But start with this:
The fourth and latest installment in lawmakers’ review of Moscow’s meddling examines a January 2017 assessment by the nation’s spy agencies that Mr. Trump has repeatedly attempted to discredit — and confirms it, unanimously. Russia sought to subvert Americans’ belief in our democracy, bring down Hillary Clinton and bolster her rival. That these legislators from both sides of the aisle are willing to say as much after three years of thorough investigation is an encouraging sign of some independent thinking still left in government. It’s also a reminder of the peril this independence is in today. . . .
. . . [L]awmakers wouldn’t have had a report to analyze at all if it weren’t for an intelligence community willing to dig up inconvenient truths. This is the community Mr. Trump is slowly destroying, most recently by firing his director of national intelligence and nominating an unqualified loyalist to fill the slot, as well as by dismissing Inspector General Michael Atkinson for lawfully alerting Congress about a whistleblower complaint.
The most recent Russia report is a reminder of the need to protect our elections against a repeat performance, whether by disrupting online influence campaigns, securing critical infrastructure or requiring paper trails and risk-limiting audits at the ballot box. But it’s also a reminder of the need to protect the intelligence community from co-option by a leader hostile to any truths that threaten his power.
The team behind the ad disagrees. “We believe the Post got this one wrong. See Snopes and PolitiFact and the Post’s own reporting. Secretary of State Mike Pompeo himself said the shipment was ‘under the direction of President Trump.’ We’ve attached some more background that further supports the claims made in the ad.” Which they did.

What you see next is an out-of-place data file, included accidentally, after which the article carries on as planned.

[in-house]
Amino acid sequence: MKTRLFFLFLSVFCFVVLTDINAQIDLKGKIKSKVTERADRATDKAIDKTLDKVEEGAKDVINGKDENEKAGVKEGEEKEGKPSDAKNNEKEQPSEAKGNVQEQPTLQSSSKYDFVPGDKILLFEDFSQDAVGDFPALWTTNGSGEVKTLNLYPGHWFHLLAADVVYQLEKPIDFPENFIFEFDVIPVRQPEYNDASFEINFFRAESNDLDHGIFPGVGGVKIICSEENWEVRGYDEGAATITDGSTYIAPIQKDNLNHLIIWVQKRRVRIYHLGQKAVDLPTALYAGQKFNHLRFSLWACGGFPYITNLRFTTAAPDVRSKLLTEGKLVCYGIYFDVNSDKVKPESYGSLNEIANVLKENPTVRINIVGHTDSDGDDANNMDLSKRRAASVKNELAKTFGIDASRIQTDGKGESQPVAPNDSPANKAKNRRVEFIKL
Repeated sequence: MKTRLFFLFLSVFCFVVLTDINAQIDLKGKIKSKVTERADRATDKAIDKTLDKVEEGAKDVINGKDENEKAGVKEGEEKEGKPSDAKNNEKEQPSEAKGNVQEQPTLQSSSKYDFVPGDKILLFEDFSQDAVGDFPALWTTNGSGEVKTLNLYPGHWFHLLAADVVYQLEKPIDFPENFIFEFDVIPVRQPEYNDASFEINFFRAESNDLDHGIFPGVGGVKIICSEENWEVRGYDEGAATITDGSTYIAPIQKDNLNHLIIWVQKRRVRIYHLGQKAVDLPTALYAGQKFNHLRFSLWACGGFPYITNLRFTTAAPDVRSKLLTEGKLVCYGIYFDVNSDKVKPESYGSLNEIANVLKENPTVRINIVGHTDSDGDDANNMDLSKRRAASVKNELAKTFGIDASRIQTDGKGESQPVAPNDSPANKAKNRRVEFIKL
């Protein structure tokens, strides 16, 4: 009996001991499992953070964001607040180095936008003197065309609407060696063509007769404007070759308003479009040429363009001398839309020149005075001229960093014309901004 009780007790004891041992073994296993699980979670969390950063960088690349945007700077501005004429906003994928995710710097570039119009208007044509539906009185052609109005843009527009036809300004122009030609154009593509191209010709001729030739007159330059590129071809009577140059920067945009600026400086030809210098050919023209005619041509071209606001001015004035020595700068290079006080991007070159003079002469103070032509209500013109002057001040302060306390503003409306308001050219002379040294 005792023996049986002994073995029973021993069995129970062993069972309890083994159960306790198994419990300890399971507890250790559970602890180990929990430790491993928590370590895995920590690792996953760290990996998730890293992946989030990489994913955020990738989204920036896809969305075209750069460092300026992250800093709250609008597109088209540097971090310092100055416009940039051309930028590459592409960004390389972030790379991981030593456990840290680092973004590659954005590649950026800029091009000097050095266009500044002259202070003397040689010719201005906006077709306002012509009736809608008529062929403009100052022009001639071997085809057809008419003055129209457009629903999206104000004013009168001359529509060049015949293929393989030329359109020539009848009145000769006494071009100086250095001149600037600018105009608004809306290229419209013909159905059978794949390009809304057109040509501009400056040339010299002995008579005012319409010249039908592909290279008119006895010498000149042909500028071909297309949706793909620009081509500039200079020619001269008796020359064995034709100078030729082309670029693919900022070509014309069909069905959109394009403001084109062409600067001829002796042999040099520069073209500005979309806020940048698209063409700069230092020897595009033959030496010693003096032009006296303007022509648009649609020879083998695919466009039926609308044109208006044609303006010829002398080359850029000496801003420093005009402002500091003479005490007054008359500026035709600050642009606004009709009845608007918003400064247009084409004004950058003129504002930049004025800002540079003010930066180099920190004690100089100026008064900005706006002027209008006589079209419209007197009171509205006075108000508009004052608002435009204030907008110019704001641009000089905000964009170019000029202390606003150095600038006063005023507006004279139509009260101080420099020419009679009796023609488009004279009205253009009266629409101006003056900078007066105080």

Still, as one of you wrote me: “There are enough real problems with the orange clown that we don’t need to reach.”
Nor should we set the bar for political correctness at 110%.
At 100%, maybe . . . at 80%, surely.
We’ve almost arrived at the substance of today’s column, but wait! Like the light of a blue moon — something investment-related!
Dennis M.: “Any current thoughts on CNXM? You’d recommended in February and again in March. I bought some at $5.55 then and today it’s $12.50. Yes, it’s money I can afford to lose, per your earlier caveats. Unfortunately I bought it in a taxable account, so short term gains would be at top marginal %. Sell? Take some off the table? Maybe set a stop-loss order at ____?”
→ You’ll only remember this advice if it proves to be bad. But as the shares were purchased with money you can afford to lose, hold on; collect the huge, partially-tax-free distributions; reassess after it’s gone long-term.
An important debate between two different ideas.
The first, as expressed here by Robert Samuelson (The Debt Reckoning Has Finally Arrived) is that we should balance our budget in good times, run deficits during wars and recessions.
It’s okay to have a National Debt . . . it just shouldn’t be allowed to grow too large relative to the economy as a whole.
And when it does — as it did when it grew from 30% of GDP at the start of the Depression to 121% at the end of World War II — the trick is to allow it to keep growing, but slower than the economy as a whole (at least in most years), so that over time it shrinks.
By 1980, after 35 years of gradually shrinkage, it was back down to 30%.
Then Reagan and Bush and sent it soaring again; Clinton got it to shrinking; Bush 43 got it soaring again; Obama got it shrinking; Trump blew off the roof.
Samuelson isn’t saying all that, but it’s been my own mantra for a long time — along with the widely-shared idea we should be borrowing trillions to revitalize our country’s infrastructure — and I’m guessing he would agree with much of it. It’s pretty conventional wisdom.
But now comes Stephanie Kelton (Just Use ‘the Computer’ at the Fed to Give People More Money), who argues the old way of worrying about deficits, debt, and inflation, has been wrong. So long as there’s untapped capacity, we don’t have to worry about sparking inflation, any more than we had to worry about it when she was chief economist on the Senate Budget Committee, working on Obama’s then-giant “stimulus” package to rescue the world from global depression.
Author of the forthcoming The Deficit Myth, Professor Kelton is a leading proponent of Modern Monetary Theory.
I’m too new to this to understand it well or to have formed much of an opinion. But I do know it’s a multi-trillion-dollar conversation we’re going to be having — and who better to be having it with than you? How many cat videos can you watch while quarantined?
Have a great weekend!
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